Hidcote in Gloucestershire is one of the great gardens of England. I have seen pictures in many books and it has featured on many TV programmes but I haven’t ever visited, until last Sunday.
Perhaps not choosing the best of times, following the monsoon downpours on Friday, we were still enchanted.
The garden surrounds a beautiful Cotswold manor house, not in the grand style, but a lovely big family house. It was bought by Gertrude Winthrop, an American widow in 1907 and developed as a garden by her son Lawrence Johnson mostly from the end of World War 1 and onwards. The garden is famously divided into a series of “rooms” each with its own character. Although by English domestic standards it is a large garden, it does feel very much like a garden that could be recreated on a smaller scale, as I know many people have done, and which is why I guess it remains so very popular.
Sunday afternoons would normally see the garden full of visitors, but it was quite quiet. The roads were partially flooded….
……. as we drove here-so much of Gloucestershire is under water that our tourist visit, on reflection, seemed a little flippant. The staff at Hidcote said they had closed at noon on Friday as the weather had been so bad. Putting a positive spin on the rain, at least the garden was green and luxuriant, if a little battered, and we were able to enjoy it in relative peace. Several areas were off limits to protect the grass and because paths were slippery or dangerous, but there were still plenty of lovely things to see.
From the manor house one of the first “rooms” is the Old Garden, seen above. In full summer flower the lilies were towering to above 6 feet in height. We walked through the white garden, which was lovely but the poor light and the effects of the rain means I will leave you to picture it in its full glory, and not spoil your imagination..so moving on to the Upper stream garden, we paused whilst Rob took art shots of a giant blue hosts (mmmmm slug food..) and I contented myself with the steps…
…….with those delightful ferns and with this lovely tiled panel of St. George. I took this one for my son ,whose birthday falls on April 23rd, St. George’s Day (and of course Shakespeare’s birthday). The panel is fixed to a wall inside a lovely thatched sitting area.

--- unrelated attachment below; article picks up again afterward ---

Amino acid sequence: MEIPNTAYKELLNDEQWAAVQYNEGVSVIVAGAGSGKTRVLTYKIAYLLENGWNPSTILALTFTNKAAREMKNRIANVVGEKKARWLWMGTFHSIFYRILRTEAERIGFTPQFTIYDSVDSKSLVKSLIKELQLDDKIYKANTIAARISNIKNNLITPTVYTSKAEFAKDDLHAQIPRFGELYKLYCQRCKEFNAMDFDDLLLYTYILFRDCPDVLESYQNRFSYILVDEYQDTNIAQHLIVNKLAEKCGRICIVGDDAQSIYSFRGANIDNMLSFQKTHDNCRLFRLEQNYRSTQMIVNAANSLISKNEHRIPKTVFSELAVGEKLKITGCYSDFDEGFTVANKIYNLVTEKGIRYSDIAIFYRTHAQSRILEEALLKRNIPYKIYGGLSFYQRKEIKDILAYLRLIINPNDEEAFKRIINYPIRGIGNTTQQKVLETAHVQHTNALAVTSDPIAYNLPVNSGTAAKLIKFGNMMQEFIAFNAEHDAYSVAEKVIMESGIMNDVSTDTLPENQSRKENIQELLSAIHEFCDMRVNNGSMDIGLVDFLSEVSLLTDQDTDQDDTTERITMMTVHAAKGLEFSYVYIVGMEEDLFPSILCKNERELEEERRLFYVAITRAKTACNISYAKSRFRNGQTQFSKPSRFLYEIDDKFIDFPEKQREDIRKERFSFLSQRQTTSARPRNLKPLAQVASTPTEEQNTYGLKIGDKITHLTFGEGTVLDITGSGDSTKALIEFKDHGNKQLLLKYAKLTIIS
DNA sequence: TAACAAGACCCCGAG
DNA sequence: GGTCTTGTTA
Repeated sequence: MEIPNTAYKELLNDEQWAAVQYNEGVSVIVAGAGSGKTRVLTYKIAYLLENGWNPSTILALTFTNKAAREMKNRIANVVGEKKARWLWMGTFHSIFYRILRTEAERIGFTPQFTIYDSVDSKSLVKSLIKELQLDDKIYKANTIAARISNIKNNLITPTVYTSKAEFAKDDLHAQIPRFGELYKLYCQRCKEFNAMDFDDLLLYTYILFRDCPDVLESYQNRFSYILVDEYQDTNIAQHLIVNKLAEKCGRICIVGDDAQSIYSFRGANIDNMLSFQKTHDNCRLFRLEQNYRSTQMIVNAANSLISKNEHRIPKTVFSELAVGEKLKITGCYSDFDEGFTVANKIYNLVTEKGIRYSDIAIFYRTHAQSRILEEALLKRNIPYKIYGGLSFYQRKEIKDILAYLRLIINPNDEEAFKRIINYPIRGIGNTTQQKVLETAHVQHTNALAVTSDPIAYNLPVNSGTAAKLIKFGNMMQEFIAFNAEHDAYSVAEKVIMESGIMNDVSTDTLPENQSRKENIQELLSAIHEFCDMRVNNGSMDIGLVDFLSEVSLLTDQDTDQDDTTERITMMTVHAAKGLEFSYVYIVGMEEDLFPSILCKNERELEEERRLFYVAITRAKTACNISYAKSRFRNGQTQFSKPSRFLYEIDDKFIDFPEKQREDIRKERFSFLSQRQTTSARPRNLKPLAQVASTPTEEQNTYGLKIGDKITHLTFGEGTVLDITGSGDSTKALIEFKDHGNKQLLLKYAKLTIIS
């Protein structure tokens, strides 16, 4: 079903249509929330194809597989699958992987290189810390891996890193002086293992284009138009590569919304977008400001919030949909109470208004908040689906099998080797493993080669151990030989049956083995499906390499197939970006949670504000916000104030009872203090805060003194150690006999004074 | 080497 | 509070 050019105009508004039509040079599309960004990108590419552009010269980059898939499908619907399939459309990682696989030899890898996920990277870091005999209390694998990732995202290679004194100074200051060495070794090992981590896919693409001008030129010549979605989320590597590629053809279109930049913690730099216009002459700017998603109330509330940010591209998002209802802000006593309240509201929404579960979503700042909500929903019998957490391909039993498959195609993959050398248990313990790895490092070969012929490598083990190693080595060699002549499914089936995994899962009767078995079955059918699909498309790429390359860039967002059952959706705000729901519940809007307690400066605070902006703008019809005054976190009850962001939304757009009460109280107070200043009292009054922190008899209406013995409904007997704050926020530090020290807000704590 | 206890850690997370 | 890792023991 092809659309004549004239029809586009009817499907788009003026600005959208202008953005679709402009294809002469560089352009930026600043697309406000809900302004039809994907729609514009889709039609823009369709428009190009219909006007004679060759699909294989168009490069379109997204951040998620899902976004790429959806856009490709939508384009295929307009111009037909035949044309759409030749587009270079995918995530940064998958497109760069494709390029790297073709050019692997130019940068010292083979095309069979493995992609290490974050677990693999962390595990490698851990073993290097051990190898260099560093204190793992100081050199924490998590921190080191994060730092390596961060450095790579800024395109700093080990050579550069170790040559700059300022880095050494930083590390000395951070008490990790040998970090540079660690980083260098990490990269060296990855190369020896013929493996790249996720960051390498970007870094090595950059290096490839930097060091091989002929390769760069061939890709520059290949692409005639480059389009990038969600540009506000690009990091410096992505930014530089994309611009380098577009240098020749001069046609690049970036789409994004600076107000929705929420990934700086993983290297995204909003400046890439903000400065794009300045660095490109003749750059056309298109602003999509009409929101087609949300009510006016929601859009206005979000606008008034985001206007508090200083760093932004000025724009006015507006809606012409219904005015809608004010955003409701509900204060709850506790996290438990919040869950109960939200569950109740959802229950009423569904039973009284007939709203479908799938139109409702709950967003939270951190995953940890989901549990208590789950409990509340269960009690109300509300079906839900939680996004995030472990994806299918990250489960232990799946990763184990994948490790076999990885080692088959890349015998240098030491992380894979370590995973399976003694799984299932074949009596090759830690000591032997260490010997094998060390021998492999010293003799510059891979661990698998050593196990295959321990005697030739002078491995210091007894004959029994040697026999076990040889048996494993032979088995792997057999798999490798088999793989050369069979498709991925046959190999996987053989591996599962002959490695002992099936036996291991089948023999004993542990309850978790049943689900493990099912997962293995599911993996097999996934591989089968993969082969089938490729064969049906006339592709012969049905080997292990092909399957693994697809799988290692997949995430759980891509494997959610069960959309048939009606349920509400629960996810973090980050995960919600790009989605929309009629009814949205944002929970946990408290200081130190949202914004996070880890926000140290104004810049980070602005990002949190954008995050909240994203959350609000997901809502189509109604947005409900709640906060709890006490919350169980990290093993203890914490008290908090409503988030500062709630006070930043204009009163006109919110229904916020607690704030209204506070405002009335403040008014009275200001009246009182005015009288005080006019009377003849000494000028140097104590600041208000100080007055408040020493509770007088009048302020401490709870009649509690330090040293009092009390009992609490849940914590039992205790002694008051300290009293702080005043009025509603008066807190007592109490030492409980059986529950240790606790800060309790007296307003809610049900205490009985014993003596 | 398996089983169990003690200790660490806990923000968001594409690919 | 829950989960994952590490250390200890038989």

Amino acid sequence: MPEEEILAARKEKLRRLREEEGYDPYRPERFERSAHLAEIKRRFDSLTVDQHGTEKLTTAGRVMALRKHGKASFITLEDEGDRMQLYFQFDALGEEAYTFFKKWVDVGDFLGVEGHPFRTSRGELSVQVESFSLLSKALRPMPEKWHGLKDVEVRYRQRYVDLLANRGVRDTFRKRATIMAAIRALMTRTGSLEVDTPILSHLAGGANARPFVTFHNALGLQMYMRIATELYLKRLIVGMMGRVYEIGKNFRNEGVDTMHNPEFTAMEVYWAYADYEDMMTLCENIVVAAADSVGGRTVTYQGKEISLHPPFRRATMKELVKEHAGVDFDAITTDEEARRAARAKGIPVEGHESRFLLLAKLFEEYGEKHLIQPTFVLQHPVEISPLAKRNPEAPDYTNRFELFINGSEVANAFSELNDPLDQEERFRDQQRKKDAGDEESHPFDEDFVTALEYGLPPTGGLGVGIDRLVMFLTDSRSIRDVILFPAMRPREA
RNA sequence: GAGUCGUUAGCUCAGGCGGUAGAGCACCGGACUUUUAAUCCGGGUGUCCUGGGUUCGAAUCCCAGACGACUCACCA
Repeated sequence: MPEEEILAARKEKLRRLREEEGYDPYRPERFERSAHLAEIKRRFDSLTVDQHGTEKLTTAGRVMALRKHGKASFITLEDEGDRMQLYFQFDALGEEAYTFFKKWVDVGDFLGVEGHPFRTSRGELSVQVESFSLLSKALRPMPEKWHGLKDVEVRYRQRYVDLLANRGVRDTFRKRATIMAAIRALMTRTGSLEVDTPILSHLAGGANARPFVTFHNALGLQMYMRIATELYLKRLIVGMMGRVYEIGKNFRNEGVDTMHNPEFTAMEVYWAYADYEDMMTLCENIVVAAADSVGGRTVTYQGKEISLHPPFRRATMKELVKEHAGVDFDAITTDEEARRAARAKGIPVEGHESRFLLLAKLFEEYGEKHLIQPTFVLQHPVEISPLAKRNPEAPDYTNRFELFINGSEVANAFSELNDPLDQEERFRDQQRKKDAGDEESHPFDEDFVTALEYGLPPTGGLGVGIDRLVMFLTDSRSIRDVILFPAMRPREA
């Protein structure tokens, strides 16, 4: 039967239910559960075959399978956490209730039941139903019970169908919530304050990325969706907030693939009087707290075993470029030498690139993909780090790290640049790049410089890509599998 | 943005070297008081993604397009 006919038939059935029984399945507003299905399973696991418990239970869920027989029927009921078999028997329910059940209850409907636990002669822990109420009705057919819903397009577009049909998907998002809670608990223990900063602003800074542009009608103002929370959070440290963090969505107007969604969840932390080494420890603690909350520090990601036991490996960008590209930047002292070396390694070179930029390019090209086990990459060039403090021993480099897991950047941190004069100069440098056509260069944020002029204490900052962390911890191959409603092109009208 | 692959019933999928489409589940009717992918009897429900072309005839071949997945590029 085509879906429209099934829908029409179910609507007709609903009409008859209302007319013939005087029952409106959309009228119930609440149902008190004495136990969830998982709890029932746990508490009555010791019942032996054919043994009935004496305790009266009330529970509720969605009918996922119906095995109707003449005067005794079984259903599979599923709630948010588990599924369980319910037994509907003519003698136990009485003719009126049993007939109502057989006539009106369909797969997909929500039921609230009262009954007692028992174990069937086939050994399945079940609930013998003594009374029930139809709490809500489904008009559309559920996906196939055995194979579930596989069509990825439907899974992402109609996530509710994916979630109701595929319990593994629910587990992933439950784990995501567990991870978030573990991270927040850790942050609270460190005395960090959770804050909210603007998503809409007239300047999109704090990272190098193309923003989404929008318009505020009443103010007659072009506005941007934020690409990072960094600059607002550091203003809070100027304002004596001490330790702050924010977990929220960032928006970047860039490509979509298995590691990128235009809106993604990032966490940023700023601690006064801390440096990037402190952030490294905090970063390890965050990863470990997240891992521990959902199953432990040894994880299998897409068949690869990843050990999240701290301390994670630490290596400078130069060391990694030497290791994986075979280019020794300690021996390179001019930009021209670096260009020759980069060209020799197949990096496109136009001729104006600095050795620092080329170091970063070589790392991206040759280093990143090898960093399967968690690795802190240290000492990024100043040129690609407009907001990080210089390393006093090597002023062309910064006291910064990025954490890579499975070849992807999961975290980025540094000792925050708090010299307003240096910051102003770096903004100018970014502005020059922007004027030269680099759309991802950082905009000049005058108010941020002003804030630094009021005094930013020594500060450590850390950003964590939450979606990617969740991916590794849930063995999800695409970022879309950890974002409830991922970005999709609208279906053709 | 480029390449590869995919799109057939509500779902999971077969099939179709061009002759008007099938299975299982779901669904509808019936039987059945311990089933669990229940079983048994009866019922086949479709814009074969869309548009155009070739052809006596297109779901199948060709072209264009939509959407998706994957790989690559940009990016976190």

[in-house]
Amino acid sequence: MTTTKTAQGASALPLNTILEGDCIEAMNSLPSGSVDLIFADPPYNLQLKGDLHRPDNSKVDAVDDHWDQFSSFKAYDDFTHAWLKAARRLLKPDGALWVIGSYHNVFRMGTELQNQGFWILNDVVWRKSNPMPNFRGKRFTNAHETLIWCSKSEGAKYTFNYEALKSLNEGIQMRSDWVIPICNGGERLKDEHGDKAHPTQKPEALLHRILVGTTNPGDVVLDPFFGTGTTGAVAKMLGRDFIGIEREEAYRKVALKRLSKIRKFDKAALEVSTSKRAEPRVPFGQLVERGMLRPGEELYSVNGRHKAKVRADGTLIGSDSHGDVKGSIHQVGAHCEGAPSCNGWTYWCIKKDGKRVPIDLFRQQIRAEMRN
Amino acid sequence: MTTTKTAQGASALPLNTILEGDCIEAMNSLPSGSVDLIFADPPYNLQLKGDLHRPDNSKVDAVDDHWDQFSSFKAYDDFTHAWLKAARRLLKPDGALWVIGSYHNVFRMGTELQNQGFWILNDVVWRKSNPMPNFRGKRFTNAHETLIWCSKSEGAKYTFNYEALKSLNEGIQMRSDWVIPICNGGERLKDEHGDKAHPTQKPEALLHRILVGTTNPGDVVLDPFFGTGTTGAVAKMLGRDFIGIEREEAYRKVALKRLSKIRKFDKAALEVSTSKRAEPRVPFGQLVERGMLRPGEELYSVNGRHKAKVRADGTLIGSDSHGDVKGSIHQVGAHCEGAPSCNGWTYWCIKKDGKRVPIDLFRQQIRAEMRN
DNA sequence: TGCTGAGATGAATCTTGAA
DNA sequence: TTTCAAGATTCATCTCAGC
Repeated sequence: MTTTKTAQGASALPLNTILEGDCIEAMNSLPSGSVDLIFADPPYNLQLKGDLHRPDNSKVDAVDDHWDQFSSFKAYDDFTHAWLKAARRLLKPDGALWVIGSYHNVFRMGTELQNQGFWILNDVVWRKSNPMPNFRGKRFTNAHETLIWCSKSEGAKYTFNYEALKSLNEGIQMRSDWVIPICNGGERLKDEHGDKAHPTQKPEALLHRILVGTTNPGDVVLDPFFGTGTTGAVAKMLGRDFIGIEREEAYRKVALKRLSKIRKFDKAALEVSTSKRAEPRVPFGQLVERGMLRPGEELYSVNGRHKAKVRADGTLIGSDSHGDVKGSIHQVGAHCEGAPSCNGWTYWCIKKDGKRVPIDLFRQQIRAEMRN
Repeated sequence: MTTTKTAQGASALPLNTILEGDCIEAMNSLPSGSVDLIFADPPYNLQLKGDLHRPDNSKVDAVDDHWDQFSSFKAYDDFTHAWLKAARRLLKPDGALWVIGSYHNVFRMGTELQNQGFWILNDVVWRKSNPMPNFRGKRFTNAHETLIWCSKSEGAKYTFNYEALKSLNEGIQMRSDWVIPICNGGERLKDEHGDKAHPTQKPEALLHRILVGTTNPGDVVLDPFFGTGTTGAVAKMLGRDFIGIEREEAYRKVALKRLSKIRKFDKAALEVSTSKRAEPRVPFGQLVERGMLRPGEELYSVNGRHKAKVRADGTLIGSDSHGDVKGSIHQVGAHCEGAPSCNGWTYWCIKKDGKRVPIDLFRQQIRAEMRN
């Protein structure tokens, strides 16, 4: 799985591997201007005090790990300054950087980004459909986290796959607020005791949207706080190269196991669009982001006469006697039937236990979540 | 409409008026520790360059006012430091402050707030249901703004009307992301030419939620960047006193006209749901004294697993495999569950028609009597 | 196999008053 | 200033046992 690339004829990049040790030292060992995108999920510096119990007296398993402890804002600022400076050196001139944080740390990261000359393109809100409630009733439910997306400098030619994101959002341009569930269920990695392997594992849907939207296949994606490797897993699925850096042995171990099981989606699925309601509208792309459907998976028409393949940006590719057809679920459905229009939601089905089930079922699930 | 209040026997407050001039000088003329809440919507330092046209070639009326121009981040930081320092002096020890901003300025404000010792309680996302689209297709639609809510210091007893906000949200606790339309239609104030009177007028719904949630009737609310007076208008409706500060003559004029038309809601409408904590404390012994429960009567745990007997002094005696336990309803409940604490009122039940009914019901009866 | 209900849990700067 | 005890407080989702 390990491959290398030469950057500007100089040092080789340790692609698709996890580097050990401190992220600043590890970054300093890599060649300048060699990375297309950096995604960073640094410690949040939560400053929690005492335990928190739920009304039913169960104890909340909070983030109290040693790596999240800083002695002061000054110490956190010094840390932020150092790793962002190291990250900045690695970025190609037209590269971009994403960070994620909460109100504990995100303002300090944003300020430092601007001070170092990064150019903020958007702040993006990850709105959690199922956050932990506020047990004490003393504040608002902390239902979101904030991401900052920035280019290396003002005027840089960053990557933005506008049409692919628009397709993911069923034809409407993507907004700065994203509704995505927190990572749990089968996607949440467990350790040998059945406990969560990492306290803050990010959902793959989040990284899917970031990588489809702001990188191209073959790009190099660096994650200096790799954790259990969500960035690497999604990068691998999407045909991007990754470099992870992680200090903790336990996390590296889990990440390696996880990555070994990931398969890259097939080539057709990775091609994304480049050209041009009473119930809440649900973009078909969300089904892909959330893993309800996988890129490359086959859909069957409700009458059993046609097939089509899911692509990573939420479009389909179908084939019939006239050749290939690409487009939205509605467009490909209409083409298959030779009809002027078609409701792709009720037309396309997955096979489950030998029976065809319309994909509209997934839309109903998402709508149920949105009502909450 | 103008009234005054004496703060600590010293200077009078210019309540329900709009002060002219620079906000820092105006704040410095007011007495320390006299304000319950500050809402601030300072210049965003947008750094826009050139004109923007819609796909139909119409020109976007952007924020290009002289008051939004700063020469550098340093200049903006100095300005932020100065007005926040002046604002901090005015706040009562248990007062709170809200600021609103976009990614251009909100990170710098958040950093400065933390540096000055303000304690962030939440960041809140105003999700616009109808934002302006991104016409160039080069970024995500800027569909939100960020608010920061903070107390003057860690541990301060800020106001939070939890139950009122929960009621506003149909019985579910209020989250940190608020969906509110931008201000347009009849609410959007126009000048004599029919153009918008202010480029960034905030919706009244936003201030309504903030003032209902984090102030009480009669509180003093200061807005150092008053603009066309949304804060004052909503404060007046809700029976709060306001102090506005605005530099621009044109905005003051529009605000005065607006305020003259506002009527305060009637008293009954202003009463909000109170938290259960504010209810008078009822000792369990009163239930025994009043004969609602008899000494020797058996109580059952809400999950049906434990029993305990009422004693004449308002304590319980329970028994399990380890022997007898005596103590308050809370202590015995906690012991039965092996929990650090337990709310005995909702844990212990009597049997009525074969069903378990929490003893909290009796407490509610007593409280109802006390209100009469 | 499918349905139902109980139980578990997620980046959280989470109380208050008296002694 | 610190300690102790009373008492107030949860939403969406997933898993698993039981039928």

A little further on we reached the wilder parts of the garden, and Hidcote has a wonderful example of a Ha Ha .A Ha-ha is a ditch designed to keep cattle, and especially deer, in (or out) of a particular piece of land – an alternative to a wall, fence or hedge that does not interrupt the view.Here is the view out over the adjacent farmland from the Hidcote side, (you can just make out the line of stones along the top of the Ha Ha)…
The drop down is about 5 feet, enough to deter sheep and cattle certainly. And a great way of preserving your view. And speaking of views, I love these long borders with their clipped box trees and hedges.
…..and the beautiful hot planting in Mrs Winthrop’s garden, where there were palm trees and other sun lovers.
The glorious yellow and purple tangle below is in front of the plant house and features swathes of my favourite Verbena bonariensis, tall airy, delicate purple flowers between the yellow Argyranthemum and lilies.
I was intrigued to read that there are no plans, no plant list and no diaries kept by Lawrence Johnson. He was such a private man and this was his private garden. And it retains that lovely feeling of being a man’s personal passion and retreat, as I feel on a tiny scale my own garden is. I expect many of you feel the same.
More pictures and descriptions of the garden, with sunshine, can be found here and there are numerous Internet references to Hidcote. I fully intend to return so in due course, there will be more pictures.